House lawmakers step up probe on green groups’ international work
Reuters, Valerie Volcovici, June 20, 2018
U.S. Republican lawmakers on Wednesday stepped up their scrutiny of environmental groups’ work with foreign countries, requesting that the Center for Biological Diversity turn in a list of documents detailing their work with Japanese officials. It was the third action that Representatives Rob Bishop and Bruce Westerman have taken this month to put a spotlight on foreign governments’ relationship with green groups, who they allege can be used to influence U.S. policy or national security. Bishop heads the House of Representatives Natural Resources Committee and Westerman chairs the House Subcommittee on Oversight and Investigations. “The Committee on Natural Resources is continuing its oversight of the potential manipulation of tax-exempt 501(c) organizations by foreign entities to influence U.S. environmental and natural resources policy to the detriment of our national interests,” they said in a letter to the Center for Biological Diversity.
Our Take: Good.
Executive Order Regarding the Ocean Policy to Advance the Economic, Security, and Environmental Interests of the United States
Executive Orders, Land and Agriculture, June 19, 2018
By the authority vested in me as President by the Constitution and the laws of the United States of America, it is hereby ordered as follows: I am repealing and replacing bureaucratic overreach created by President Obama (Headlamp’s simplified version of the President’s Executive Order)
Our Take: This is great news for Alaska and America. Here are some bullet points from the White House Fact Sheet about what the EO does:
- Promotes a strong ocean economy by rolling back excessive and unnecessary bureaucracy
- Promotes expanded access by states, businesses, and the public to federal data and information, and maximizes taxpayer dollars by coordinating priority research
- Empowers states by eliminating duplicative federal bureaucracy and supporting appropriate federal engagement with Regional Ocean Partnerships, pursuant to the scope described in the order
- Directs Ocean Policy Committee to streamline federal coordination on ocean policy, with a focus on growing the ocean economy
State efficiency incentives averaged $24 per customer, ranged from $0 to $128 in 2016
Today in Energy, U.S. Energy Information Administration, June 20, 2018
Alaska is number 50 in energy efficiency customer incentives according to the Energy Information Administration. Most state reported spending supported residential and commercial energy efficiency: 43% of spending targeted residential customers, and 49% targeted commercial customers. The remaining 8% of spending targeted industrial customers. Average reported spending per customer varied by state, from $0 in Alaska to $128 in Massachusetts.
Shell sells $1.3 billion of oil and gas assets in Norway, Malaysia
Reuters, Ron Bousso and Nerijus Adomaitis, June 20, 2018
Royal Dutch Shell (RDSa.L) announced the sale on Wednesday of oil and gas assets in Norway and Malaysia for over $1.3 billion, bringing it closer to a target of $30 billion in disposals by year-end. The Anglo-Dutch company agreed to sell to OKEA, a Norwegian producer backed by private equity firm Seacrest Capital, its 45 percent interest in the Draugen Norwegian offshore field and a 12 percent in the Gjoa block for a total of $566 million, the two companies said. Earlier, Shell announced the completion of the sale of a 15 percent stake in Malaysia LNG (MLNG) Tiga to the Sarawak State Financial Secretary for $750 million.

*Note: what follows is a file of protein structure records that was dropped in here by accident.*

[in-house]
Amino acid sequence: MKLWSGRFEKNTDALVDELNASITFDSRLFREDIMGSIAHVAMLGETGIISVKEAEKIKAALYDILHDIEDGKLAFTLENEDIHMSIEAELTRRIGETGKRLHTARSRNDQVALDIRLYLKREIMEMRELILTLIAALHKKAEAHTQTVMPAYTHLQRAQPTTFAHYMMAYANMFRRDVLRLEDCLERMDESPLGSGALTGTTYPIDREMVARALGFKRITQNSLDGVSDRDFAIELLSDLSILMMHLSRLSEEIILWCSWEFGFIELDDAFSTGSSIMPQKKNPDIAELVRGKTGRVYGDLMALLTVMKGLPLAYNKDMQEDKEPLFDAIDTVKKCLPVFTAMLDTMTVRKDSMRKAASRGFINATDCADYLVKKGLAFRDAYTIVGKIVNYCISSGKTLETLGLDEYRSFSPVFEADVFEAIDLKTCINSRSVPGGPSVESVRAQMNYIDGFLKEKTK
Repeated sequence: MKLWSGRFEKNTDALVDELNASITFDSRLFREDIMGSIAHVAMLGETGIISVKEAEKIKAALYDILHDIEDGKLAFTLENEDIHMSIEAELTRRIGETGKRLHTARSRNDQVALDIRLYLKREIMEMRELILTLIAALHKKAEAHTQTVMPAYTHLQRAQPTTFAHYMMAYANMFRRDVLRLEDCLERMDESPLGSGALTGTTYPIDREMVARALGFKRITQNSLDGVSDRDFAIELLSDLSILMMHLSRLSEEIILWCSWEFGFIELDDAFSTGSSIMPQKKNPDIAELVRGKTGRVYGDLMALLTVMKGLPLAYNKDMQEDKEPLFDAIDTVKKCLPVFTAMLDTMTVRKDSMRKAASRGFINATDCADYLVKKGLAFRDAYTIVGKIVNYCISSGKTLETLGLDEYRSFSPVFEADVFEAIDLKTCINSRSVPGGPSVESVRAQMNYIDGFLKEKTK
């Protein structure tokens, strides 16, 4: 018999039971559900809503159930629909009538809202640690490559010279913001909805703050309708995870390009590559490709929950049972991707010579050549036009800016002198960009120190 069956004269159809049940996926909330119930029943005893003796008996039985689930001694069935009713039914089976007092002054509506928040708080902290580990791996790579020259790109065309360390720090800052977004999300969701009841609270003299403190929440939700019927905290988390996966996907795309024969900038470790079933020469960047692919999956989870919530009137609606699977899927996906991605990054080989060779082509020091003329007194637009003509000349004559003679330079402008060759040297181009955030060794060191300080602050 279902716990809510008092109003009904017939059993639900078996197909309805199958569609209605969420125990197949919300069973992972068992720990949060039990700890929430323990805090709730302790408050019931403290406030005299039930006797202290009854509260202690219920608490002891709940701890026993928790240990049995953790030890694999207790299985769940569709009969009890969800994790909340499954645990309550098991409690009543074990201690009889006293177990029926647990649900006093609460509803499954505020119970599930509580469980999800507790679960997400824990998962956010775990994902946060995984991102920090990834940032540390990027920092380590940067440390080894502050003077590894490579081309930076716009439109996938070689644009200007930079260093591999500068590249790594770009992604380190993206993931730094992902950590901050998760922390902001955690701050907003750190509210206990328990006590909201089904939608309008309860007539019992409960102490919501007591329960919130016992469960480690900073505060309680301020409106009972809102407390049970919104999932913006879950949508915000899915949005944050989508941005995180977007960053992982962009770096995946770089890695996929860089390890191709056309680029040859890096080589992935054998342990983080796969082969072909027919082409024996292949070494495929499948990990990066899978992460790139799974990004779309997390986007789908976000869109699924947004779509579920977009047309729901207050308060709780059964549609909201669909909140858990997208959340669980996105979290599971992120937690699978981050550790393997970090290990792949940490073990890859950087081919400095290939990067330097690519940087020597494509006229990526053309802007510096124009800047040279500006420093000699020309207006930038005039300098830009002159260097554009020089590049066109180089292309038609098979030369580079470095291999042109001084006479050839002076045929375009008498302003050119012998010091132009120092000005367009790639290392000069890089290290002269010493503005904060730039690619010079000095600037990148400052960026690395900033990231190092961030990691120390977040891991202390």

OPEC Races for Oil Deal as Iran Strikes More Conciliatory Tone
Bloomberg Markets, Laura Hurst , Javier Blas , and Grant Smith, June 20, 2018
OPEC officials meeting in Vienna raced to salvage an oil-production deal on Wednesday after Iran said it was likely to reject any agreement that raised output from the group. With two days before OPEC ministers formally meet in Vienna to decide on policy, delegates were in closed-door talks to find a way to boost production and ease consumer anxiety about high oil prices. Making his first comments after arriving in Vienna, Saudi Oil Minister Khalid Al-Falih said “of course” there’ll be a deal this week.
Our Take: Does it really matter if Iran objects to increasing output? Read the next story…
China has an Iran oil lever over Trump and it’s all playing out at OPEC meeting
CNBC, Patti Domm, June 20, 2018
The U.S. trade dispute with China, in a roundabout way, could determine how successful the U.S. will be in sanctioning Iran’s oil this time around — and that uncertainty is also playing out at OPEC. In the tit-for-tat tariff war with the U.S., China said last week it would put tariffs on U.S. oil imports. The U.S. is not a major oil exporter, but it has been growing exports and is exporting about 2 million barrels a day of crude. About 300,000 barrels of that heads to China each day, and China could stop those purchases depending on how the trade dispute develops with the U.S., according to Scott Sheffield, executive chairman of Pioneer National Resources.
From today’s Washington Examiner, Daily on Energy:
PROTESTS ABOUND AT COMMENT DEADLINE FOR ARCTIC DRILLING: The comment period for drilling in the Arctic closed at midnight, which inspired a number of protests from conservationists and environmental groups.
Our Take: Lots of fake news from the ENGO’s today. “Only the drillers were heard, promises not to undercut environmental laws were broken, requests for more hearings were denied.” Claims of 700,000 comments submitted in favor of protections fails to reveal how many form letters (that are considered one comment) were included in the 700,000, and how many came from non-residents. All stakeholders had the same opportunity, requests for more hearings and an extension of the comment deadline came from both sides and were denied.